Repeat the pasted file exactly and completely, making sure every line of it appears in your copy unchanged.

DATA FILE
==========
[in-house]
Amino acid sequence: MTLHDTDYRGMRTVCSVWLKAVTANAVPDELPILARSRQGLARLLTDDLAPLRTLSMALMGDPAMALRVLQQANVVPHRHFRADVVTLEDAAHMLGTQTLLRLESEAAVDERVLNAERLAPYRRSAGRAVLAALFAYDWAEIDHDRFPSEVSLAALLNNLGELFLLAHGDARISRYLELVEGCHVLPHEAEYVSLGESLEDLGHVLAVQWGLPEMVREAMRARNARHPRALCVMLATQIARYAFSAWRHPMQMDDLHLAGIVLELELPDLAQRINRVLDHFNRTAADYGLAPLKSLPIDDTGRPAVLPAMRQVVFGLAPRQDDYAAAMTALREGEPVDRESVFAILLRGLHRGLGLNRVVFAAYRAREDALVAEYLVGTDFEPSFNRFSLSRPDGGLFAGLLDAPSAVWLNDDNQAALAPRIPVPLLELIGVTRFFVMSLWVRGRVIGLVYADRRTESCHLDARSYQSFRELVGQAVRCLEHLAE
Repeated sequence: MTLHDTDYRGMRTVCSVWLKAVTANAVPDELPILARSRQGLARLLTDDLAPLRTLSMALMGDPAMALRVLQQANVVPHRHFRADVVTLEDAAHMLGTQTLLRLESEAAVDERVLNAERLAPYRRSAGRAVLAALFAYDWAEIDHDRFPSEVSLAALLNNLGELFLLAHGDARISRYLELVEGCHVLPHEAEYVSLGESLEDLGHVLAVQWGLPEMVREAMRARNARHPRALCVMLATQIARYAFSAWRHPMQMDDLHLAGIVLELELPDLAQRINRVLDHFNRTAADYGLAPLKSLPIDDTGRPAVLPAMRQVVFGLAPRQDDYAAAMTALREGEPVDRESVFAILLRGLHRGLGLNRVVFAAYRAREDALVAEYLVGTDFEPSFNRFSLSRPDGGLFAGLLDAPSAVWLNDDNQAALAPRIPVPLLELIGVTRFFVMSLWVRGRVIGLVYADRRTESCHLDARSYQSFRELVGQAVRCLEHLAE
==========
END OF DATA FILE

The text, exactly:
[in-house]
Amino acid sequence: MTLHDTDYRGMRTVCSVWLKAVTANAVPDELPILARSRQGLARLLTDDLAPLRTLSMALMGDPAMALRVLQQANVVPHRHFRADVVTLEDAAHMLGTQTLLRLESEAAVDERVLNAERLAPYRRSAGRAVLAALFAYDWAEIDHDRFPSEVSLAALLNNLGELFLLAHGDARISRYLELVEGCHVLPHEAEYVSLGESLEDLGHVLAVQWGLPEMVREAMRARNARHPRALCVMLATQIARYAFSAWRHPMQMDDLHLAGIVLELELPDLAQRINRVLDHFNRTAADYGLAPLKSLPIDDTGRPAVLPAMRQVVFGLAPRQDDYAAAMTALREGEPVDRESVFAILLRGLHRGLGLNRVVFAAYRAREDALVAEYLVGTDFEPSFNRFSLSRPDGGLFAGLLDAPSAVWLNDDNQAALAPRIPVPLLELIGVTRFFVMSLWVRGRVIGLVYADRRTESCHLDARSYQSFRELVGQAVRCLEHLAE
Repeated sequence: MTLHDTDYRGMRTVCSVWLKAVTANAVPDELPILARSRQGLARLLTDDLAPLRTLSMALMGDPAMALRVLQQANVVPHRHFRADVVTLEDAAHMLGTQTLLRLESEAAVDERVLNAERLAPYRRSAGRAVLAALFAYDWAEIDHDRFPSEVSLAALLNNLGELFLLAHGDARISRYLELVEGCHVLPHEAEYVSLGESLEDLGHVLAVQWGLPEMVREAMRARNARHPRALCVMLATQIARYAFSAWRHPMQMDDLHLAGIVLELELPDLAQRINRVLDHFNRTAADYGLAPLKSLPIDDTGRPAVLPAMRQVVFGLAPRQDDYAAAMTALREGEPVDRESVFAILLRGLHRGLGLNRVVFAAYRAREDALVAEYLVGTDFEPSFNRFSLSRPDGGLFAGLLDAPSAVWLNDDNQAALAPRIPVPLLELIGVTRFFVMSLWVRGRVIGLVYADRRTESCHLDARSYQSFRELVGQAVRCLEHLAE